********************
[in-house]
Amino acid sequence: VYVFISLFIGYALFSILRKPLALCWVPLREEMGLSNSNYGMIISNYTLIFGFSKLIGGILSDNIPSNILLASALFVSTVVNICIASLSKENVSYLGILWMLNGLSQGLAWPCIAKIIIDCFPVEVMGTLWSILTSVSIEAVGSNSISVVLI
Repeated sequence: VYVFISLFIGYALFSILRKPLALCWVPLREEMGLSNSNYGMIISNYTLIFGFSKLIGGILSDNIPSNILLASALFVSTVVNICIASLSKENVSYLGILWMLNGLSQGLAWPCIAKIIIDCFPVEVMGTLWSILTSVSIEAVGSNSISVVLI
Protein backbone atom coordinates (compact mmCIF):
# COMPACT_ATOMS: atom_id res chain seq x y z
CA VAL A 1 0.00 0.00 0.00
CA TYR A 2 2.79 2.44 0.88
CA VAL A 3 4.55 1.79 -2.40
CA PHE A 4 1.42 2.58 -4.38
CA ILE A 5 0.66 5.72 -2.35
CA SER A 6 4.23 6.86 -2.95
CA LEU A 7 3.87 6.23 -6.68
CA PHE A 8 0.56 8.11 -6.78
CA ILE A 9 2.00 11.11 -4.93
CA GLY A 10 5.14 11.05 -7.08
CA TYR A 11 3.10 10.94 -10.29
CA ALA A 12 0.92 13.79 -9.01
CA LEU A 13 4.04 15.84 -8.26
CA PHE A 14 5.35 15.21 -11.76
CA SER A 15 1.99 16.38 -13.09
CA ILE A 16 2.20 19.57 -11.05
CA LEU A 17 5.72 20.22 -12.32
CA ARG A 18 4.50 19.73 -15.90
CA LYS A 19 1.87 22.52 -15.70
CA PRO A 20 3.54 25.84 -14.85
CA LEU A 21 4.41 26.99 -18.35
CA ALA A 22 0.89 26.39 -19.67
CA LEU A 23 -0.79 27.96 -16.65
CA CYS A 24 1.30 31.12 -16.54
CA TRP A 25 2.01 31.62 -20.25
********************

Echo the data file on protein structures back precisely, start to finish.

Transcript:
[in-house]
Amino acid sequence: VYVFISLFIGYALFSILRKPLALCWVPLREEMGLSNSNYGMIISNYTLIFGFSKLIGGILSDNIPSNILLASALFVSTVVNICIASLSKENVSYLGILWMLNGLSQGLAWPCIAKIIIDCFPVEVMGTLWSILTSVSIEAVGSNSISVVLI
Repeated sequence: VYVFISLFIGYALFSILRKPLALCWVPLREEMGLSNSNYGMIISNYTLIFGFSKLIGGILSDNIPSNILLASALFVSTVVNICIASLSKENVSYLGILWMLNGLSQGLAWPCIAKIIIDCFPVEVMGTLWSILTSVSIEAVGSNSISVVLI
Protein backbone atom coordinates (compact mmCIF):
# COMPACT_ATOMS: atom_id res chain seq x y z
CA VAL A 1 0.00 0.00 0.00
CA TYR A 2 2.79 2.44 0.88
CA VAL A 3 4.55 1.79 -2.40
CA PHE A 4 1.42 2.58 -4.38
CA ILE A 5 0.66 5.72 -2.35
CA SER A 6 4.23 6.86 -2.95
CA LEU A 7 3.87 6.23 -6.68
CA PHE A 8 0.56 8.11 -6.78
CA ILE A 9 2.00 11.11 -4.93
CA GLY A 10 5.14 11.05 -7.08
CA TYR A 11 3.10 10.94 -10.29
CA ALA A 12 0.92 13.79 -9.01
CA LEU A 13 4.04 15.84 -8.26
CA PHE A 14 5.35 15.21 -11.76
CA SER A 15 1.99 16.38 -13.09
CA ILE A 16 2.20 19.57 -11.05
CA LEU A 17 5.72 20.22 -12.32
CA ARG A 18 4.50 19.73 -15.90
CA LYS A 19 1.87 22.52 -15.70
CA PRO A 20 3.54 25.84 -14.85
CA LEU A 21 4.41 26.99 -18.35
CA ALA A 22 0.89 26.39 -19.67
CA LEU A 23 -0.79 27.96 -16.65
CA CYS A 24 1.30 31.12 -16.54
CA TRP A 25 2.01 31.62 -20.25